“As long as the machine is there, there is an obligation to use it. No one draws water from the well when you can turn a faucet.”
“…When one has an empty belly, one has no other problem than that of an empty belly. It is when we leave exploitation and hard labor behind that we really begin to ask questions about man’s destiny and the reasons for his existence.”
In a world where the population increase is constantly rising and the manual workforce in the fields of industry, agriculture and transport is increasingly being supplanted by fully automated robots -Industry 4.0, characterized by automated and interconnected production, is now making its advent all over the planet- it is legitimate to wonder what economic, social and working scenario will be facing a humanity that in 2050, it is estimated, will reach approximately 10 billion.
An effective solution to this problem, according to Mark Zuckerberg’s opinion, could be given by the introduction of a “universal citizenship income”, that is the distribution of an amount of money sufficient to guarantee the sustenance of every individual.
This is certainly not utopia and, as Zuckerberg himself recently pointed out in a post published on Facebook on July 4, such a possibility is suggested by Alaska’s “Permanent Fund Dividend” (where the Facebook CEO recently traveled with his wife), which annually collects part of the state’s cash revenues derived from oil revenues, and then returns them to citizens through an annual dividend that, in 2016, exceeded one thousand dollars per capita.
This original approach to the “basic income” concept, in Zuckerberg’s opinion, should serve as a cue since it is a proposal that, in addition to having zero “tax impact” since it is funded by natural resources, is completely bipartisan: the proof lies in the fact that it derives from conservative local government principles rather than progressive ones aimed at building large-scale social security programs.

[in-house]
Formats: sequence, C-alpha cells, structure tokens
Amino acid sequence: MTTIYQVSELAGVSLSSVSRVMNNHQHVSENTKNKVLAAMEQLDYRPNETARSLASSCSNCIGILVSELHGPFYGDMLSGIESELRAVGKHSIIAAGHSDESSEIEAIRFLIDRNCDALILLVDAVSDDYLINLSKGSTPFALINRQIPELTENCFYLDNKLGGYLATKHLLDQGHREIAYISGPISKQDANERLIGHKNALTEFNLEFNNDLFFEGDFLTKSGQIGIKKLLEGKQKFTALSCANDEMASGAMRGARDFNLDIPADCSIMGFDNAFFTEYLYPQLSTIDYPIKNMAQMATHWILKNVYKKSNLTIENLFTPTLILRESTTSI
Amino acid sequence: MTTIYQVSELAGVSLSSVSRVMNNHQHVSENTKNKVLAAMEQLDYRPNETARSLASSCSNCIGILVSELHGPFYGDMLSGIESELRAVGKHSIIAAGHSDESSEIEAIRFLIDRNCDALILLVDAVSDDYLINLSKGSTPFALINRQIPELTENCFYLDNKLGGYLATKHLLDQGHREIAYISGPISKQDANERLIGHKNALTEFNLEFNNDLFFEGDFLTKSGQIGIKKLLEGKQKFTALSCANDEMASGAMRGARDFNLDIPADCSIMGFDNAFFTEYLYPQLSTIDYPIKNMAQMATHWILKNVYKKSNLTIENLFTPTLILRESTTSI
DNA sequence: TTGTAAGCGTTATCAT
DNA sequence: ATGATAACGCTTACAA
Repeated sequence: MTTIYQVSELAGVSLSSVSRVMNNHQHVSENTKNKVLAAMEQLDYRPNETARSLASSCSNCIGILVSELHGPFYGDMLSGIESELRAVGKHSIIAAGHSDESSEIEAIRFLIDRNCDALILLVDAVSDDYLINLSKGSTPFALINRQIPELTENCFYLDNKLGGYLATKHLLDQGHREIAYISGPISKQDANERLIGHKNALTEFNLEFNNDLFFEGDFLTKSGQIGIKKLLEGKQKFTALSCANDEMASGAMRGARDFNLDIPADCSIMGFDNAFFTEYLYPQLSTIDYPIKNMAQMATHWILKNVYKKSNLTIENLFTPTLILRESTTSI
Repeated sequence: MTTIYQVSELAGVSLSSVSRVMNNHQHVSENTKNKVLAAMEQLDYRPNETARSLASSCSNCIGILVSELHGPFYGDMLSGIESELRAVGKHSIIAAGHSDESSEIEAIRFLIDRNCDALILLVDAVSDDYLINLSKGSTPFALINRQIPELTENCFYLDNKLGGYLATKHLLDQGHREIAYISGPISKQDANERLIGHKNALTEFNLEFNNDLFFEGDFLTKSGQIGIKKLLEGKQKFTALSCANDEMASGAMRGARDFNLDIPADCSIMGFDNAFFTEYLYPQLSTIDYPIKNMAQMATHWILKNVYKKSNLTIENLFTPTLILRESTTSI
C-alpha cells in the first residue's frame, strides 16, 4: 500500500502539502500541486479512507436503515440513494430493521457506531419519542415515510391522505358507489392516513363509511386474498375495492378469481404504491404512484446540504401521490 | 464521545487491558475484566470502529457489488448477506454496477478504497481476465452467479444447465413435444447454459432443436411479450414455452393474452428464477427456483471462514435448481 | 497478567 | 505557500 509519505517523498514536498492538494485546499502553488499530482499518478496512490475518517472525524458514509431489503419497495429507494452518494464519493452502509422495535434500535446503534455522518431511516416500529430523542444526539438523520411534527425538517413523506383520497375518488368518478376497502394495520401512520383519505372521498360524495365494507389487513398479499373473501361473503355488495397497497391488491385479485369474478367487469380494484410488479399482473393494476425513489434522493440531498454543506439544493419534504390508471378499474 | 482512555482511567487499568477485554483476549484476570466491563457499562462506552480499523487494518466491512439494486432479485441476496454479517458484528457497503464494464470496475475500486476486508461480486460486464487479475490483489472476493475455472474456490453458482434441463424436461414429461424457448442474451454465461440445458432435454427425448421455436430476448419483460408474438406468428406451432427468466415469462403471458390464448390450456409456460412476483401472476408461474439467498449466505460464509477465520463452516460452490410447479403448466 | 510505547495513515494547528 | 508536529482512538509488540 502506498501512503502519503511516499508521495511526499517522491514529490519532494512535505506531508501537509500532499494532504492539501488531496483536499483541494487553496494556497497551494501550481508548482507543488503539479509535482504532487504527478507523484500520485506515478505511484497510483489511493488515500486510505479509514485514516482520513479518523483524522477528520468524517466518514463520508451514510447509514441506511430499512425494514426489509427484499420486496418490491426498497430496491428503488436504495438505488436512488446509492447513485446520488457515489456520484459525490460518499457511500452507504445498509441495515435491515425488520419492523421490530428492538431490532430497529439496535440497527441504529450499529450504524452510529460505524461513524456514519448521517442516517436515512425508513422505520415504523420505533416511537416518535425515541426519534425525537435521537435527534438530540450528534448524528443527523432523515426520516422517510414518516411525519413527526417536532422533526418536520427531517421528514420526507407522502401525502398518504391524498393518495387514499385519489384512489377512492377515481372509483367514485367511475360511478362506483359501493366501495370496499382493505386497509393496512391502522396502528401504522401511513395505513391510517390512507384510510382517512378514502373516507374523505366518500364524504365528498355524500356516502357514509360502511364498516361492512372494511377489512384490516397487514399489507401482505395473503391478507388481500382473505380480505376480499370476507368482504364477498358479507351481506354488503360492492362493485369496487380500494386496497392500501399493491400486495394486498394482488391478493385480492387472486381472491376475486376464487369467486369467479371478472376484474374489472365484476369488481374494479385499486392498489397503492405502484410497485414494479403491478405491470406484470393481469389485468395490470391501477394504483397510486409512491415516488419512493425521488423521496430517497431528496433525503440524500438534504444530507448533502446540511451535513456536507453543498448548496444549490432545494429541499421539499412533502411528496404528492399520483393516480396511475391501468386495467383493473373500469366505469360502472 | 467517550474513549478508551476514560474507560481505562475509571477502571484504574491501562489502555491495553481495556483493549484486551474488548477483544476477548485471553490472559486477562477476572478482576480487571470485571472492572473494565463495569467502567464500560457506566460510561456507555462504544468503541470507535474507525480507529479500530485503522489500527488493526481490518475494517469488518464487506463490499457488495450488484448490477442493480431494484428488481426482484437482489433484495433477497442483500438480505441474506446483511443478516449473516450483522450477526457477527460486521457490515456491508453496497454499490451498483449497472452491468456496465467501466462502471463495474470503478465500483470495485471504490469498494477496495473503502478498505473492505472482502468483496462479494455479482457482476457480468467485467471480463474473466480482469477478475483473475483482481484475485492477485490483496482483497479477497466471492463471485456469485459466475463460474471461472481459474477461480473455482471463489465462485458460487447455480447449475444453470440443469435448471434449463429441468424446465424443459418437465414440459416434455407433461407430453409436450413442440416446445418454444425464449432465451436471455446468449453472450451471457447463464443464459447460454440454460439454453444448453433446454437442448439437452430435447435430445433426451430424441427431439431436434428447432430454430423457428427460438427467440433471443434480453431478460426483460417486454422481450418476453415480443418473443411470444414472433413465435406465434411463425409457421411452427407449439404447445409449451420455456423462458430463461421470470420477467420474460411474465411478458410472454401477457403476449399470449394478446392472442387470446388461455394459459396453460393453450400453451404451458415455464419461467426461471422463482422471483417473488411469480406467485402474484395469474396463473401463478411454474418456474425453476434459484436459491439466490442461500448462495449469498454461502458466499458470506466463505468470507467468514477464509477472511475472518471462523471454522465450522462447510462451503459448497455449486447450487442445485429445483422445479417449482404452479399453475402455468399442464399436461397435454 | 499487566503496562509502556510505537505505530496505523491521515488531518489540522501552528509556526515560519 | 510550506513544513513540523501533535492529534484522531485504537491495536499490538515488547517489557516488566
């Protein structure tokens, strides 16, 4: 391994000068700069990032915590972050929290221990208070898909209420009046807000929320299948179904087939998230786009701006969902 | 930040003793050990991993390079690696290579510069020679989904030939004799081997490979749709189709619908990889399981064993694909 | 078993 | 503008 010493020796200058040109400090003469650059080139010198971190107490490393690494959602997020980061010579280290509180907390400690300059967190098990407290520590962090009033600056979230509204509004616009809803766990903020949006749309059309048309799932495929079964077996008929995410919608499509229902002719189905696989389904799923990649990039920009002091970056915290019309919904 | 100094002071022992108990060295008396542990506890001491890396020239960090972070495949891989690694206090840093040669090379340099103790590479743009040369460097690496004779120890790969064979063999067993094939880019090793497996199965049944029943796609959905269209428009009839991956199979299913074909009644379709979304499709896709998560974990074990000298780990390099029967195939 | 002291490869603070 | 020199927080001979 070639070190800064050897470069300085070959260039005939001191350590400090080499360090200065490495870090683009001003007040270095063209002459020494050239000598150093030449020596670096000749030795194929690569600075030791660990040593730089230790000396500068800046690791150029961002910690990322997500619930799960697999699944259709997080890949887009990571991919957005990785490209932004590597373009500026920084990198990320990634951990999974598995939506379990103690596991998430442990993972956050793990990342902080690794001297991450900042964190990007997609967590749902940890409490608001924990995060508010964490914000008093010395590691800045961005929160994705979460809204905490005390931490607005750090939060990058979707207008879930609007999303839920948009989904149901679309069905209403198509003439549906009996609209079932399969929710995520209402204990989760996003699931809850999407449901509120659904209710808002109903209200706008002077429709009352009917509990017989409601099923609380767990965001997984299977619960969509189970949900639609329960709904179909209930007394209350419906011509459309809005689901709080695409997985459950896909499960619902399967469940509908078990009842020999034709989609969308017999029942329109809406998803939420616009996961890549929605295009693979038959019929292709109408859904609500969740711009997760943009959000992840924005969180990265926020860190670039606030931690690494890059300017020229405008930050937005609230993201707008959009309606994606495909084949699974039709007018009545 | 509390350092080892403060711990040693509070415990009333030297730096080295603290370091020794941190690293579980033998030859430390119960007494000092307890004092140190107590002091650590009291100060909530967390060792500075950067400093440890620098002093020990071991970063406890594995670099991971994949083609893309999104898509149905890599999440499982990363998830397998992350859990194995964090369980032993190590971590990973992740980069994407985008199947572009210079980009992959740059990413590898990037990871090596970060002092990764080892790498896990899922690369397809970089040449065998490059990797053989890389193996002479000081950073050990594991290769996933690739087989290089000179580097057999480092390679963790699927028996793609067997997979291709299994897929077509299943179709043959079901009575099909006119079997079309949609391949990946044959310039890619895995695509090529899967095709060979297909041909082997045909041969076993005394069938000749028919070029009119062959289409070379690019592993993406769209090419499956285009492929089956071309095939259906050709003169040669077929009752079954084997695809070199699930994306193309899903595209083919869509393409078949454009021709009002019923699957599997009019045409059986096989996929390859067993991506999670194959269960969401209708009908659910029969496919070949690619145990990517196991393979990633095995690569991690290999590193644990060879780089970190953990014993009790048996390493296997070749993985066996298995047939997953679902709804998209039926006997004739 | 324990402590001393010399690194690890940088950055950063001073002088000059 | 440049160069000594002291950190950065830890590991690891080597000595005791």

“When you’re losing money,” Zuckerberg writes, “you focus primarily on your own survival. But when you’re producing income, you have confidence in the future and look for opportunities to invest and grow further. Alaska’s economy has historically created this winning mentality, which led to the creation of basic income. This can be a lesson for the rest of the country as well.”
Zuckerberg isn’t the only Silicon Valley figure who has expressed a favorable opinion toward universal income. Alongside him, in fact, are the likes of Tesla CEO Elon Musk and eBay founder Pierre Omidyar.
The topic of universal income is certainly not new, but the fact that lately it is becoming more and more alive and present among the top echelons of knowledge on the subject of robotics and artificial intelligence, where the awareness of the social impact that these could cause in the near future is high and concrete, should serve as a wake-up call useful to think seriously about the subject: what until a few years ago was considered mere science fiction, could soon become a dream reality… or a nightmare.